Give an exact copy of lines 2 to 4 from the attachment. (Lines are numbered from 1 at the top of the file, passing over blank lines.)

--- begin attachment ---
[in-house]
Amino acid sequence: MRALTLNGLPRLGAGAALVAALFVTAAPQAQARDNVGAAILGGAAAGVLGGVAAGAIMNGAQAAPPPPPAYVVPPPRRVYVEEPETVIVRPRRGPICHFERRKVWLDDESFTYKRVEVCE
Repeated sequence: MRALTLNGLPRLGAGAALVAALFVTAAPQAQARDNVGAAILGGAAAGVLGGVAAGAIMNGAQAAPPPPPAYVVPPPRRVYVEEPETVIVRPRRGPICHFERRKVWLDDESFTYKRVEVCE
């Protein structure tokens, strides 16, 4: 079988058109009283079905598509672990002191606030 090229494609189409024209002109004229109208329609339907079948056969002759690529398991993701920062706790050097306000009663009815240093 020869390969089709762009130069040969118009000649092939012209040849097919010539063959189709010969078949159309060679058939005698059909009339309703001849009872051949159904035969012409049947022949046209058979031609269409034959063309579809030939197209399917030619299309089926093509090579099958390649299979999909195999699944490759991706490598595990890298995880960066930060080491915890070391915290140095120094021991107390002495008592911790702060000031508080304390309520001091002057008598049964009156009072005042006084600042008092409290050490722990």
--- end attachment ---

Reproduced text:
Amino acid sequence: MRALTLNGLPRLGAGAALVAALFVTAAPQAQARDNVGAAILGGAAAGVLGGVAAGAIMNGAQAAPPPPPAYVVPPPRRVYVEEPETVIVRPRRGPICHFERRKVWLDDESFTYKRVEVCE
Repeated sequence: MRALTLNGLPRLGAGAALVAALFVTAAPQAQARDNVGAAILGGAAAGVLGGVAAGAIMNGAQAAPPPPPAYVVPPPRRVYVEEPETVIVRPRRGPICHFERRKVWLDDESFTYKRVEVCE
């Protein structure tokens, strides 16, 4: 079988058109009283079905598509672990002191606030 090229494609189409024209002109004229109208329609339907079948056969002759690529398991993701920062706790050097306000009663009815240093 020869390969089709762009130069040969118009000649092939012209040849097919010539063959189709010969078949159309060679058939005698059909009339309703001849009872051949159904035969012409049947022949046209058979031609269409034959063309579809030939197209399917030619299309089926093509090579099958390649299979999909195999699944490759991706490598595990890298995880960066930060080491915890070391915290140095120094021991107390002495008592911790702060000031508080304390309520001091002057008598049964009156009072005042006084600042008092409290050490722990």